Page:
A longer version of this article appeared on Suite101.com on May 23, 2010 © Maria Foley.


About Maria

I'm a Canadian repatriate, former expat spouse, mother to two TCKs (and one yellow Lab), mentor to new immigrants, writer, reader, world traveller (grounded for now). I write about expat/repat issues and am still trying to figure out my place in the world.
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18 Responses to Wait! Before signing that expat contract, ask what the spouse needs

  1. Judy says:

    All I ever wanted was recognition that I even existed. A bunch of flowers when we arrived would have been nice! The nearest I came was when a junior HR staffer called my husband right after 9/11 (we were living in the Middle East) to ask we were alright :/

  2. expatlingo says:

    Ha! All great suggestions; can you talk to my husband’s company? While my husband’s employer did provide a look-see visit for the first move, they haven’t for the 2nd or 3rd moves. Too true that HR should spend more time including spouses in the loop.

  3. Oh, yes! A look-see is so vital. My husband’s company doesn’t offer those, which is ridiculous, considering what they would cost, what, a couple thousand dollars at most? I mean, the employee has to go to the new location for a look-see / interview, why not add the wife to the ticket? Considering all the other expenses associated with a the move, you’d think that a little trip to ease the pre-move jitters and help smooth out the transition wouldn’t be out of the question.

    As for me, I would have loved (and would love in the future) some pre-move networking. A virtual introduction to other partners who live / have lived in that posting could really help me prepare for the move mentally, and feel like I’m not jumping in blind. I mean, these are people who know what it’s really like on the ground and can pass on vital information like, say, whether or not you’ll need to pack a year’s supply of all natural peanut butter in your shipment.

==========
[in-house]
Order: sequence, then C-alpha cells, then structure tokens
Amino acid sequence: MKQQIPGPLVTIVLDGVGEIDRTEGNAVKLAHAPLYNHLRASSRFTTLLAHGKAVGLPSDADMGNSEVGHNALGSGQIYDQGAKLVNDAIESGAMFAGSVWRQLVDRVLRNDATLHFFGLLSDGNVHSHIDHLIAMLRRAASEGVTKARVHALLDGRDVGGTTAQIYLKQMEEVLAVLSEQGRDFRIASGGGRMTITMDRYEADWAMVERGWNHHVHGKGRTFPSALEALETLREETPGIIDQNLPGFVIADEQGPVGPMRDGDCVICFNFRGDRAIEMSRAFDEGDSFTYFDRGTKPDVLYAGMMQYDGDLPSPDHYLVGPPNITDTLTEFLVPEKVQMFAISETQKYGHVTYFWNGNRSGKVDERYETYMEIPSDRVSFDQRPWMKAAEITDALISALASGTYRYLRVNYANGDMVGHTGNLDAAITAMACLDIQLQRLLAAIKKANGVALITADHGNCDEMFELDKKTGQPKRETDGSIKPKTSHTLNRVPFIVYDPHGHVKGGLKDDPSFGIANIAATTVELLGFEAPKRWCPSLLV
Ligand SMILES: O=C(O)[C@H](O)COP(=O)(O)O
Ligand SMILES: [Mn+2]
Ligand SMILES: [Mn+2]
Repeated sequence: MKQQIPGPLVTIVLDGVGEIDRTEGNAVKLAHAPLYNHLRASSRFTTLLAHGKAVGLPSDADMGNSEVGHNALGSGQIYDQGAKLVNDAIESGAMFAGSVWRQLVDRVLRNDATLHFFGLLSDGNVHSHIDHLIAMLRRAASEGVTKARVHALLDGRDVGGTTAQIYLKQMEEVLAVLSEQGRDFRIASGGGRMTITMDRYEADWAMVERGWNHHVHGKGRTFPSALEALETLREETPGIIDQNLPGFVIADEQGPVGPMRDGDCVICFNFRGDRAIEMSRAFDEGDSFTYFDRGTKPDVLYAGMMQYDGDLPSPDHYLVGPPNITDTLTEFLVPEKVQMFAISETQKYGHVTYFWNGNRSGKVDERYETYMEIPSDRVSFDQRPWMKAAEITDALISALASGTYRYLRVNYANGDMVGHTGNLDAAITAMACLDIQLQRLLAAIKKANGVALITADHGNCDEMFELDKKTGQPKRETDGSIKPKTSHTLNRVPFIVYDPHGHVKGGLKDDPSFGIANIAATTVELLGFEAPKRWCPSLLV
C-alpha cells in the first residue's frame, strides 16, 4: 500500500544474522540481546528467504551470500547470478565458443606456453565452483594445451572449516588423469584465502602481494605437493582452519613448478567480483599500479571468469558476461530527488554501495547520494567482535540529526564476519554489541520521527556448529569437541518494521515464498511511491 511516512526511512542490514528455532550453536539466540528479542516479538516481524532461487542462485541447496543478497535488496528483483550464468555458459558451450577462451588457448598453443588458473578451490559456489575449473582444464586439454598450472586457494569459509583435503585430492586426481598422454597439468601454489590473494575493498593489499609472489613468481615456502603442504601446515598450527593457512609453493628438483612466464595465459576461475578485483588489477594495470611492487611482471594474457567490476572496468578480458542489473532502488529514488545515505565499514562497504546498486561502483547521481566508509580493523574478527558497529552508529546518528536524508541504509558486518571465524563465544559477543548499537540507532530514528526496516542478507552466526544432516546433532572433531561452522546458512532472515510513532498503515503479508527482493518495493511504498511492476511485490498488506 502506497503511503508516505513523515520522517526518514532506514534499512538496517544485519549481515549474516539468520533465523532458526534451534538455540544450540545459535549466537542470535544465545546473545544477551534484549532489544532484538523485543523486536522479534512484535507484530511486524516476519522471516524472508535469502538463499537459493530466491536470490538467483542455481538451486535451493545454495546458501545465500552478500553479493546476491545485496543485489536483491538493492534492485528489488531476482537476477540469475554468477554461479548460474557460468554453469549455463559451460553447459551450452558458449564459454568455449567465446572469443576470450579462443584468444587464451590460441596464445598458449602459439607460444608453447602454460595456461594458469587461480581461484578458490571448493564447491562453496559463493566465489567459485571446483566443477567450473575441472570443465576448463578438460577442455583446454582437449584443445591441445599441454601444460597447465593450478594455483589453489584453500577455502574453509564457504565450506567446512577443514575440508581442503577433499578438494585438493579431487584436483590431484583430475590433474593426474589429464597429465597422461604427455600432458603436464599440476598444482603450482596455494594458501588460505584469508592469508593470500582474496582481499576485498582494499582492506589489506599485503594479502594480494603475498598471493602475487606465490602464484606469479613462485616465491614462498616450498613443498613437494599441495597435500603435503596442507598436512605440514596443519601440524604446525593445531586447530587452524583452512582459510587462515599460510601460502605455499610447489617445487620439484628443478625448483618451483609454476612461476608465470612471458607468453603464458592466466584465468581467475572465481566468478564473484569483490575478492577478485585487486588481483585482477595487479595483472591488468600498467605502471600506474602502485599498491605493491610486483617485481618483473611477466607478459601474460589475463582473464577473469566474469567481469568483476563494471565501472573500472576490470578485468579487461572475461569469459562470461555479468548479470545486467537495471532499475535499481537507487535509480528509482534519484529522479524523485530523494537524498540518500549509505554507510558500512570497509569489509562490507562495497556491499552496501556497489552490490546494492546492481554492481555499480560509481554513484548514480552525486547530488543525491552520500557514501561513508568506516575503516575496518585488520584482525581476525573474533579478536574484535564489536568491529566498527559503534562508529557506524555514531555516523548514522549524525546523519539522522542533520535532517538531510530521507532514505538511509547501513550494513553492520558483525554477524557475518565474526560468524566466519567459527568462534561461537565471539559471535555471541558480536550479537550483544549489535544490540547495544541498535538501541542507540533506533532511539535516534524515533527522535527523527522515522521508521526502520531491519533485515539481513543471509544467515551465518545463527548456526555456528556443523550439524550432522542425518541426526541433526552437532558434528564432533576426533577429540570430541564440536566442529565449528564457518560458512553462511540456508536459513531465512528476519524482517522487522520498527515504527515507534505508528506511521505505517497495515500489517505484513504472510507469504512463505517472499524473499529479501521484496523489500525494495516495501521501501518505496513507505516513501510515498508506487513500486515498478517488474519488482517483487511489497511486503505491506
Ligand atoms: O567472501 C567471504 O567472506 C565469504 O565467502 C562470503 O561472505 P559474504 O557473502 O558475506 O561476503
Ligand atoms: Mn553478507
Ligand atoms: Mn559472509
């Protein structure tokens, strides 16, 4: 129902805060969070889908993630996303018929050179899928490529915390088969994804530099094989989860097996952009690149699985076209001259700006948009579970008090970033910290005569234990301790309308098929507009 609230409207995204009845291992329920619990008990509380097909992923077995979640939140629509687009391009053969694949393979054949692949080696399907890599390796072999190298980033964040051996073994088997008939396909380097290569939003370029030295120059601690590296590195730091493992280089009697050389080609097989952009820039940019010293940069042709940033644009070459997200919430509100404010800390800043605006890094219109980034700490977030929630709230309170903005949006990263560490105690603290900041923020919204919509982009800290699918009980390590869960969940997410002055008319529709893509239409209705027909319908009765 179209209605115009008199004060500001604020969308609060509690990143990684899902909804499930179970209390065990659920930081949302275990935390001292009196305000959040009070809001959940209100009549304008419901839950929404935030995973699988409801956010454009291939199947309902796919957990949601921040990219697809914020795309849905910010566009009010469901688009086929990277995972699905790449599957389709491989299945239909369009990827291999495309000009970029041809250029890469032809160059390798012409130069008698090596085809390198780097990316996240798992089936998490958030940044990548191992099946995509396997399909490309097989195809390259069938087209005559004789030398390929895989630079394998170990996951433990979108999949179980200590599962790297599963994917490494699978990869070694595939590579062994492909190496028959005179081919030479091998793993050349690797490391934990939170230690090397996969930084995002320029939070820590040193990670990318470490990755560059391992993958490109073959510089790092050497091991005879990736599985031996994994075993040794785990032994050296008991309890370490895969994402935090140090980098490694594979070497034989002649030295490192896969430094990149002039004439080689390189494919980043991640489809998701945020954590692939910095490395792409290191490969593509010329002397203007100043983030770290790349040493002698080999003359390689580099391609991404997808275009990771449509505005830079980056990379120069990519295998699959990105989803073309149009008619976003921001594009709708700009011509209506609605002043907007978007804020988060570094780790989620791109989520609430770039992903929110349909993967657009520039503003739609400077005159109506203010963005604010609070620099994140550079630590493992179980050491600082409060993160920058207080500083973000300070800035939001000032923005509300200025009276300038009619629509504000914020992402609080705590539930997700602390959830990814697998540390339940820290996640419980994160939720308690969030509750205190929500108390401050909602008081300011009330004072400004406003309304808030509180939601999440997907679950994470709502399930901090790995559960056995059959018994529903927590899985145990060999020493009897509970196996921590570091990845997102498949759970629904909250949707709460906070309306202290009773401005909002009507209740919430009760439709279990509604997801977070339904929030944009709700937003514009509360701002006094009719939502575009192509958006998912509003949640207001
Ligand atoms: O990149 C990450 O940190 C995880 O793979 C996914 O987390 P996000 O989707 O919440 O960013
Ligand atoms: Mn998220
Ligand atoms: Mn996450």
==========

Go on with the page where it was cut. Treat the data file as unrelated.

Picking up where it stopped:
Related: Do you know if you can make peanut butter in a blender? Maybe I should google that.

    • Maria says:

      I think about the idea of mentoring programs all the time. It wouldn’t take much work on the company’s part to set it up: they already have a database of current and former expats, so how hard would it be to set up an introduction or make available a list of people willing to chat with someone considering a move? The payoff would be enormous, and you’d think in an age of corporate social responsibility, companies would jump at the chance to show some employee love. (PS yes, you can make peanut butter in a blender. It won’t keep long without preservatives, but it’ll probably taste a whole lot better.)

  4. Naomi Hattaway says:

    Missing from our experience? A chat with ME about how the tax process would go and be handled. It all falls on me anyway … why isn’t anyone talking to me about the hows and whys? GREAT post, Maria!

    • Great point Naomi! Literally *The* single saving grace for me was that I had filed US tax returns while abroad even though no tax was due. It sounds like a no-brainer (and a legal issue) but there were ex-pats who didn’t. After being divorced, it was hard to know how to start to separate records on two continents, but as it turned out, that one key step was the difference between being able to buy a home and re-patriate, vs. facing more hurdles on verifying my income from non-US sources. You made a great point about needing help sorting that bit out!

  5. Thanks for sharing your insight about the expat spouse experience. In 2010, I followed my husband to India. In retrospect, I wish that we had read more about the expat experience before he signed the contract. I chronicled my adventure in my published memoir. I’m hoping that others will learn from my adventure.

  6. Carole Hallett Mobbs says: